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India’s IT services are on digital steroids (Part III)

Technology priorities are evolving rapidly across industries. Demand from less penetrated geographies is increasing as well. To capitalise on these opportunities and to be future ready, Indian IT services companies have to make some structural changes

May 28, 2021 / 12:41 PM IST

In the first and second articles of this series, we covered how the recent spurt of growth in the Indian IT services industry is here to stay, and how demand for Indian IT services is seeing secular growth across industry sectors.

There are two big changes that Indian IT services companies need to prepare for: One, the evolving technology cycle as every industry digitalises rapidly, and, two, serving Europe, especially continental Europe, as it embraces outsourcing to Indian IT services companies like never before.

To capitalise on these opportunities and ensure sustained growth, IT services companies have to invest in the right capabilities in the right locations.

Evolving Technology Landscape

The technology cycle is continuously evolving with new trends across the technology stack. Let’s explore some examples and their implications for IT service companies.


Direct to consumer (D2C) is the need of the hour for most industries. IT services companies need to help clients enhance end consumer experience by personalising user journeys, providing next-generation contact centre services, and enabling true omni-channel support experience.

Hybrid cloud (a mix of public, private, and on-premises) is the buzzword of 2020–2021. Partnering with hyperscalers and building hybrid cloud capabilities is key for IT services companies.

Robotic process automation (RPA), business process management (BPM), and virtual assistants/bots continue to gain traction across industries. IT services companies need to build capabilities on new age low-code BPM platforms such as Appian and Mendix in addition to Pega.

To help clients manage data better, IT services companies need to leverage new age data warehousing and management tools such as Amazon Redshift and Snowflake.

In industries such as logistics and manufacturing, Operations Tech (OT) and Internet of Things (IoT) are seeing increasing traction in areas like warehouse management, fleet maintenance, manufacturing floor optimisation.

The bottom line is that IT services companies need expertise in many new capabilities and technologies to serve these evolving client needs.

Europe Beckons

Continental Europe is poised to be the next growth frontier for Indian IT services. IT outsourcing spending in Europe is expected to grow at 9–10 percent per year, more than the 6–7 percent growth expected in the United States between 2020 and 2024, according to Gartner estimates from ‘Forecast: IT Services, Worldwide, 2019-2025, 1Q21 Update’.

The good news is that this growth is likely to benefit Indian IT services companies, which have already seen an increase in market share over the last three to four years in most parts of Europe. This is also reflected in the financial results for fiscal year 2020–2021, which show that Europe has outperformed overall company growth for many Indian IT services companies.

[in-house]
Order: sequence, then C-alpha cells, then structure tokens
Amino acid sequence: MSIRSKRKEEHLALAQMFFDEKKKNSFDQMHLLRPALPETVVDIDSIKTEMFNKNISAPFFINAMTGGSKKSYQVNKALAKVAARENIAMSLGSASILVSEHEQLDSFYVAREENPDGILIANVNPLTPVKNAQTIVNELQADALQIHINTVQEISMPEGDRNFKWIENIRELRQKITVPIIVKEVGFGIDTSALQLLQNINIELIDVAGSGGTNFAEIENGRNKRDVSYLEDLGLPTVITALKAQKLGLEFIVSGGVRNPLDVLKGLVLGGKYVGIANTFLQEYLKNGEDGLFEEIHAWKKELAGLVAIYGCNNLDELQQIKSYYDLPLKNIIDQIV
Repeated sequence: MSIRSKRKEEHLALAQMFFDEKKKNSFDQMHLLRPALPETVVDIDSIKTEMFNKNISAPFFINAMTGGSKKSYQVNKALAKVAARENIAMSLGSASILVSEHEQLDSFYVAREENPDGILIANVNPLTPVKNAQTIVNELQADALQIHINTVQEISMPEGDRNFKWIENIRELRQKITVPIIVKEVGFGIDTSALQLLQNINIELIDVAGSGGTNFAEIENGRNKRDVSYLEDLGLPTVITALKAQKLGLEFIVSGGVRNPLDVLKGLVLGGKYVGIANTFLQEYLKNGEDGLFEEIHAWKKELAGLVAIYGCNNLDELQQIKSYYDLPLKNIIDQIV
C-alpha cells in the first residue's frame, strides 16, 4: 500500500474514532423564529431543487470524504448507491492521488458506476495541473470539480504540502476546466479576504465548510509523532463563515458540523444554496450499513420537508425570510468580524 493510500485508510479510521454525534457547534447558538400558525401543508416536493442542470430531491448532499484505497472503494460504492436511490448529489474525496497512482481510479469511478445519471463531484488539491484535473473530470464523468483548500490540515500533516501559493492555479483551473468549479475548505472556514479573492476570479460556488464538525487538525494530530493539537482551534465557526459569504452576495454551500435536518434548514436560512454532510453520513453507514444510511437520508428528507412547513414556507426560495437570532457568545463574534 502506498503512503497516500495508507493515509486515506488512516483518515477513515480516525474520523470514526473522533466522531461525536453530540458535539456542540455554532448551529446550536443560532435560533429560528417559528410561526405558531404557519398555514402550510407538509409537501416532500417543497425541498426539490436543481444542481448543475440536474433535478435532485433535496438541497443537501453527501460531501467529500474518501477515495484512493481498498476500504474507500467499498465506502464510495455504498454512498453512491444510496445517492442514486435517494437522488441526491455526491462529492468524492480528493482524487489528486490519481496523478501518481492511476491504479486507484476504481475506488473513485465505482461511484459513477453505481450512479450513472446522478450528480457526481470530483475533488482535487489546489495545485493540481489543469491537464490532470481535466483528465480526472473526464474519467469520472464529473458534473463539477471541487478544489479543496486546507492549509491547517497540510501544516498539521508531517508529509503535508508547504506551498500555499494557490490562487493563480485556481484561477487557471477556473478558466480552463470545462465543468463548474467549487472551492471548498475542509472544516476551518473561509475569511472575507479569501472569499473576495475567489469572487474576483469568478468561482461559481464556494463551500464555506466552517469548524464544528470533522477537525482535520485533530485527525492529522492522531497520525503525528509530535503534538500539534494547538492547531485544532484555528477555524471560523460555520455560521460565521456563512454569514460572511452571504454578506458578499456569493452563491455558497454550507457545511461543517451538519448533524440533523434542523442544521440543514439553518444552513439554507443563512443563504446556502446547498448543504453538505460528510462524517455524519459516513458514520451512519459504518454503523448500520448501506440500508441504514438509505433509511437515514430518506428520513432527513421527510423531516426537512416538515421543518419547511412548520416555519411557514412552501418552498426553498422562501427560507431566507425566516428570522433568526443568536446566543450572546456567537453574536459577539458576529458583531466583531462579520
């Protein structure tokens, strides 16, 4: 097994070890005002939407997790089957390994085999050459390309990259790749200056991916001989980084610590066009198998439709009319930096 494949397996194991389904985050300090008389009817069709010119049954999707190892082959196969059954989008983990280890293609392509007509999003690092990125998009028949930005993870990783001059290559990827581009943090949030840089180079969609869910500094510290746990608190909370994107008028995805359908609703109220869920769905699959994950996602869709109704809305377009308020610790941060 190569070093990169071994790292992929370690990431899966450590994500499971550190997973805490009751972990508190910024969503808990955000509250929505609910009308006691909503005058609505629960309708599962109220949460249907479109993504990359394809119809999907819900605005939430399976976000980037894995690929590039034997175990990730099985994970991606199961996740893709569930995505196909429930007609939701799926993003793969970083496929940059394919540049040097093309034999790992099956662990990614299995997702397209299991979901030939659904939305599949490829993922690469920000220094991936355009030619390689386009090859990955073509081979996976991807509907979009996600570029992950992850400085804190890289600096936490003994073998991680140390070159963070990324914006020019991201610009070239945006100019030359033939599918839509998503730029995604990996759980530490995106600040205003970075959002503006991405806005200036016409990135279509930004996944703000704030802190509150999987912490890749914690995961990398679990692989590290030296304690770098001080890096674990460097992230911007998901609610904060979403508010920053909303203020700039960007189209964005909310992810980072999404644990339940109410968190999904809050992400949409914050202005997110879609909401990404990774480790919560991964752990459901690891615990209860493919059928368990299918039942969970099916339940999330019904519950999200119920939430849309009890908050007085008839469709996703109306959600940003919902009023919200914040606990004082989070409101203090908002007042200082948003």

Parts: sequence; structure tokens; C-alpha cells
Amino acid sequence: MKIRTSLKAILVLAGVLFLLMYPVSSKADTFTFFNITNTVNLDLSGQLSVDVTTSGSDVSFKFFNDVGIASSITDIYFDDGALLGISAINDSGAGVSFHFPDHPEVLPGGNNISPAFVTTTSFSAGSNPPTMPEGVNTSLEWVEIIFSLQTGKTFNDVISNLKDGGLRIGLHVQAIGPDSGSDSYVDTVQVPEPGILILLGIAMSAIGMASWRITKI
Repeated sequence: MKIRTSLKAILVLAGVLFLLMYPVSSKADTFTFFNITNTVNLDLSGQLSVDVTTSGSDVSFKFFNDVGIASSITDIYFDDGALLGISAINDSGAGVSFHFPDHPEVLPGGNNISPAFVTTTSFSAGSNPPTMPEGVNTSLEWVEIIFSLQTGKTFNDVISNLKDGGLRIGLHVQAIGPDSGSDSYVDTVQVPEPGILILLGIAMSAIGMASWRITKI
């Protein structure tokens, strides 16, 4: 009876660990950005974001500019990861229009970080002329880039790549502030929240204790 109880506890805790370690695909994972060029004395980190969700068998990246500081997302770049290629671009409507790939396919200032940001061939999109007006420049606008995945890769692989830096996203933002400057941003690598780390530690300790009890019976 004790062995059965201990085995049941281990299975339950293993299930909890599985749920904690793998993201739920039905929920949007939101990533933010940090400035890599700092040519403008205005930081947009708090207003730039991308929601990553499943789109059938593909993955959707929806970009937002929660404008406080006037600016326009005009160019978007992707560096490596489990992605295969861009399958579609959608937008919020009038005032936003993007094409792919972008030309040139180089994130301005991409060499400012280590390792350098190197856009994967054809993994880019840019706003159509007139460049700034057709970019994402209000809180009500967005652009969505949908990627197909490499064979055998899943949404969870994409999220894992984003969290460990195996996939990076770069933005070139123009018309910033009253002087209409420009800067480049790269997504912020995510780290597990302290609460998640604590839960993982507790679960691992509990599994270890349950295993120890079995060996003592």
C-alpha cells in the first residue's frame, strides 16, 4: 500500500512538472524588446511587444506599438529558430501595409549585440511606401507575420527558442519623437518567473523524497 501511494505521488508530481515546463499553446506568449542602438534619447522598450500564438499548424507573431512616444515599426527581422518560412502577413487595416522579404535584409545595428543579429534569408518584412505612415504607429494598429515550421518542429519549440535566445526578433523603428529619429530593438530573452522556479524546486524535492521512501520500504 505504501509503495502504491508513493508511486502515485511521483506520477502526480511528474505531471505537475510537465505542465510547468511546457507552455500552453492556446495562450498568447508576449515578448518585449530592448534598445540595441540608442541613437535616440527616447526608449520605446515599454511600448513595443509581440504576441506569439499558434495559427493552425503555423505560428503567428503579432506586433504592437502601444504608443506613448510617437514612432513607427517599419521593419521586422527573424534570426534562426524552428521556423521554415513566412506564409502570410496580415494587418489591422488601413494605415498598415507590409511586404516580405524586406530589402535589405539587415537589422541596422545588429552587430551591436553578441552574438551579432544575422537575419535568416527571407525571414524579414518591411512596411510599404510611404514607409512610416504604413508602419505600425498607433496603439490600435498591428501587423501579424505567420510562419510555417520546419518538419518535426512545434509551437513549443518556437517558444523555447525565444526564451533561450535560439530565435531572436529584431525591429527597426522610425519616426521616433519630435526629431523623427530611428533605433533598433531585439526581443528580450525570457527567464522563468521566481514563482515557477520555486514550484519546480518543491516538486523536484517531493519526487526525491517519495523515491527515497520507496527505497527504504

At this juncture it is also important to look at the future implications for an IT service firm.

Serial Acquirer

Mergers and acquisitions (M&A) are critical. The number of acquisitions per year has nearly doubled in the last five years, according to a recent analysis by Bain & Company of 260 acquisitions made by IT services companies.

Capability expansion (like digital, cloud, and IoT), particularly in product capabilities (like Salesforce and Temenos), was the primary driver of acquisition for more than 60 percent of all deals analysed. Geography expansion was the next biggest driver, with a particular focus on Europe.

Anywhere Talent

Talent is the most important asset for IT services companies. With the latest wave of the pandemic, it is very clear that IT services companies need to invest in retaining existing talent and in innovating with their hiring processes. Some companies have already started experimenting with ideas such as skill-based bonuses to retain critical talent, and coding contests to hire niche talent.

Cross-skilling/upskilling internal talent continues to be important. In addition, firms need to build near-shore and on-shore presence, particularly in Europe. Of late, large Indian IT services companies have augmented their presence in Europe by opening delivery centres.

Lastly, ‘no-shore’ is a trend to watch for. Companies are looking to leverage the gig economy to meet increased demand. Large Indian IT services companies have already started experimenting with gig workers for skills such as coding, AI, data analytics, etc.

For Indian IT services firms, the imperatives are clear: Be a serial acquirer to expand capabilities and consciously work on rapidly integrating these acquisitions; revamp talent strategies, expand on-shore/near-shore presence, and experiment with ‘no-shore talent’.

(This is the third article of a three-part series on the Indian IT services space.)
Prateek Majumdar is a partner at Bain & Company. Views are personal.
Kushal Raja is an associate partner, at Bain & Company. Views are personal.
Anip Shankar is a senior manager at Bain & Company. Views are personal.
first published: May 28, 2021 12:23 pm

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